The share market’s unblemished December win record is under threat after US stocks reeled back from all-time highs.
ASX SPI200 index futures declined 25 points or 0.4 per cent, signalling early weakness following seven days of gains. The index has risen every session this month.
US stocks hit fresh intraday highs early in the session, then sank as traders appeared to lose patience with stalled stimulus negotiations. Tech stocks led the retreat.
The Nasdaq Composite skidded 244 points or 1.94 per cent. Heavyweights Apple, Facebook and Microsoft lost at least 1.9 per cent. The S&P 500 shed 29 points or 0.8 per cent. The Dow Jones Industrial Average gave up 105 points or 0.35 per cent.
“I think we’re having a bit of a digestion day after hitting new highs,” Keith Lerner, chief market strategist at Truist, told CNBC. “There’s some hesitation because of the stimulus talks.”
The rot set in after Senate Majority Leader Mitch McConnell told Politico that Republicans and Democrats were “still looking for a way forward,” dashing hopes a deal was close. The White House, Senate Republicans and House Democrats continued to pursue separate plans. Politico summed up the stalemate: “After a flurry of momentum over the last week, the stimulus talks are back to where they’ve been for months: nowhere.”
Negotiations continued as the pandemic tightened its grip on the US. The nation has seen a million new cases in just four days, pushing the national total beyond 15 million.
Johnson & Johnson was among the Dow’s best performers, rising 1 per cent a day after indicating it expects vaccine trial results next month, earlier than expected. Food delivery service DoorDash soared 83.5 per cent upon debut after raising $3.37 billion from investors.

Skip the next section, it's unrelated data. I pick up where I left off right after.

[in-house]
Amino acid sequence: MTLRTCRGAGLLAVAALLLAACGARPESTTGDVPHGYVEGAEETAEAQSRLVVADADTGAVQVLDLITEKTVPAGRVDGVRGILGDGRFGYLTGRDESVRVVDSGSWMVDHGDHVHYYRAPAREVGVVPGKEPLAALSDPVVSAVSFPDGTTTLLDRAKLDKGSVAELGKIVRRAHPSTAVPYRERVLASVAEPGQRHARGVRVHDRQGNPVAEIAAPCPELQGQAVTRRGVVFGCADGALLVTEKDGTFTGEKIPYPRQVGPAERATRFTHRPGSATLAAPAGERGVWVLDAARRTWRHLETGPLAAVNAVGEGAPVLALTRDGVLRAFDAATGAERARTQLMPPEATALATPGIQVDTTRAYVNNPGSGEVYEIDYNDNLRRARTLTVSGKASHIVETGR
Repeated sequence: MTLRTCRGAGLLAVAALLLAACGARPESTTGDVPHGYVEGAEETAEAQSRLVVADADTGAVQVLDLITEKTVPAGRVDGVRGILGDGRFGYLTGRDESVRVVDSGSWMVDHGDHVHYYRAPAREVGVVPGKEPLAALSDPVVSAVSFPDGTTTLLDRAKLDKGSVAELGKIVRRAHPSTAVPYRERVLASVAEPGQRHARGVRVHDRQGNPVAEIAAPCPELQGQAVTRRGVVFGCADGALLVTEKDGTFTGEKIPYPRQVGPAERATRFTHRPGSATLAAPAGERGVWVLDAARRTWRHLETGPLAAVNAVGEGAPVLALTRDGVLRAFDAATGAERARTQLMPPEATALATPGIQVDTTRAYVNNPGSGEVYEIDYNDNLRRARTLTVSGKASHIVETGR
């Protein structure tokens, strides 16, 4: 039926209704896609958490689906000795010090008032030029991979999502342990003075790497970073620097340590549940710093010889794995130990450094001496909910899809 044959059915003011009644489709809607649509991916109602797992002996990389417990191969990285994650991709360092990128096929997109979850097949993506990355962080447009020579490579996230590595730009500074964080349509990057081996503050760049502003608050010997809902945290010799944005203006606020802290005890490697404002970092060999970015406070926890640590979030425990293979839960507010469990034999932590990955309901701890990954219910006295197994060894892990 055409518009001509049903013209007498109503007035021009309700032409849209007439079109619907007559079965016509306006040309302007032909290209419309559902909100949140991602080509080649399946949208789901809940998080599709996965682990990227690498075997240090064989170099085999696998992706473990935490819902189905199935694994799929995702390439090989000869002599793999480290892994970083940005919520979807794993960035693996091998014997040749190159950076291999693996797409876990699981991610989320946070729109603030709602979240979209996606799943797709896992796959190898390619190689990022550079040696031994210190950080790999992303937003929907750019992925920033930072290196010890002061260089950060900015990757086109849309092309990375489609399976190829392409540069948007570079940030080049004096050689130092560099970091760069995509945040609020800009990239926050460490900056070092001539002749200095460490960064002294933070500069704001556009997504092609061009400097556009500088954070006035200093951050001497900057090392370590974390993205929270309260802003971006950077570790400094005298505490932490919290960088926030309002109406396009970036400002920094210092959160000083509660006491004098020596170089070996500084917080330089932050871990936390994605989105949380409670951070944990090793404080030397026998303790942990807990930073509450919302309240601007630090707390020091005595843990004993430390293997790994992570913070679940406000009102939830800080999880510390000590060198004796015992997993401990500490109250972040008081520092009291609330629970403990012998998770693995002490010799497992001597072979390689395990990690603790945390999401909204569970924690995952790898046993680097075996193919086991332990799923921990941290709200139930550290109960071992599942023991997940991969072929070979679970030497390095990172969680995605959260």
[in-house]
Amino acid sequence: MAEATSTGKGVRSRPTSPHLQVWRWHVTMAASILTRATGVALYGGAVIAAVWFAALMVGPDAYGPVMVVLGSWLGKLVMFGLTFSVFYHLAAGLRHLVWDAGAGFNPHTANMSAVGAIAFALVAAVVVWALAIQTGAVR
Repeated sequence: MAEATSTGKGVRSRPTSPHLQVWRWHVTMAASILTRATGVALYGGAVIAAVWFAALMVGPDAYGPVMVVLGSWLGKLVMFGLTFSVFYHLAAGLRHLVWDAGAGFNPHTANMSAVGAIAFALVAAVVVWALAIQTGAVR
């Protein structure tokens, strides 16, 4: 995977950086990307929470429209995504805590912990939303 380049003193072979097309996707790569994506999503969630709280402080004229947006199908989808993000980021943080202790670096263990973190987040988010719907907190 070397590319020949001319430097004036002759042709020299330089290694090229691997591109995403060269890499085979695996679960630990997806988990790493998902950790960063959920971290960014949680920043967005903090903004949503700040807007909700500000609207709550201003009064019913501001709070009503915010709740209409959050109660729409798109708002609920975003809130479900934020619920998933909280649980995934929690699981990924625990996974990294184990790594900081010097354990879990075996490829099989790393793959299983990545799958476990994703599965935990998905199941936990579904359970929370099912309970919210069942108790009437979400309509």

The ASX faces a likely consolidation day following a seven-day tear that has lifted the index 3.2 per cent.
There was nothing significant on the news wires overnight to change the broader global market up-trend. US action looked like a standard retrace as investors cashed in at record levels. Americans have been buying in the conviction the two sides of politics will eventually reach an accommodation. That remains the only possible outcome, although there may be a temptation to drag out the talks until after the Georgia Senate runoff elections on January 5.
The extravagantly-valued technology sector bore the brunt of the selling, falling 1.9 per cent. A positive sign for the Australian market is that the financial and materials sectors were among the better performers. Financials fell 0.3 per cent. Materials gained less than 0.1 per cent. Energy and industrials turned positive in the final minutes, rising 0.3 and 0.2 per cent, respectively.
Today’s economic calendar is light. The monthly inflation expectations survey and quarterly RBA Bulletin are unlikely to add anything new to the economic outlook. Ora Gold reports earnings.
The dollar advanced 0.43 per cent to 74.4 US cents.
BHP and Rio Tinto faced mild selling despite a fresh multi-year high in iron ore. The spot price for ore landed in China edged up 80 cents or per 0.5 cent to US$150.75 a tonne, the highest price since March 2013. BHP’s US-listed stock fell 0.03 per cent and its UK-listed stock 0.49 per cent. Rio Tinto shed 0.69 per cent in the US and 1.38 per cent in the UK.
Gold stocks retreated as the yellow metal logged its first loss in three sessions. Gold for February delivery settled $36.40 or 1.9 per cent lower at US$1,838.50 an ounce. The NYSE Arca Gold Bugs Index declined 3.1 per cent.
Oil marked time after US stockpiles recorded their biggest weekly increase since April, a possible sign of declining demand. Brent crude settled two cents or less than 0.1 per cent ahead at US$48.86 a barrel. The US benchmark eased eight cents or 0.2 per cent o US$45.52.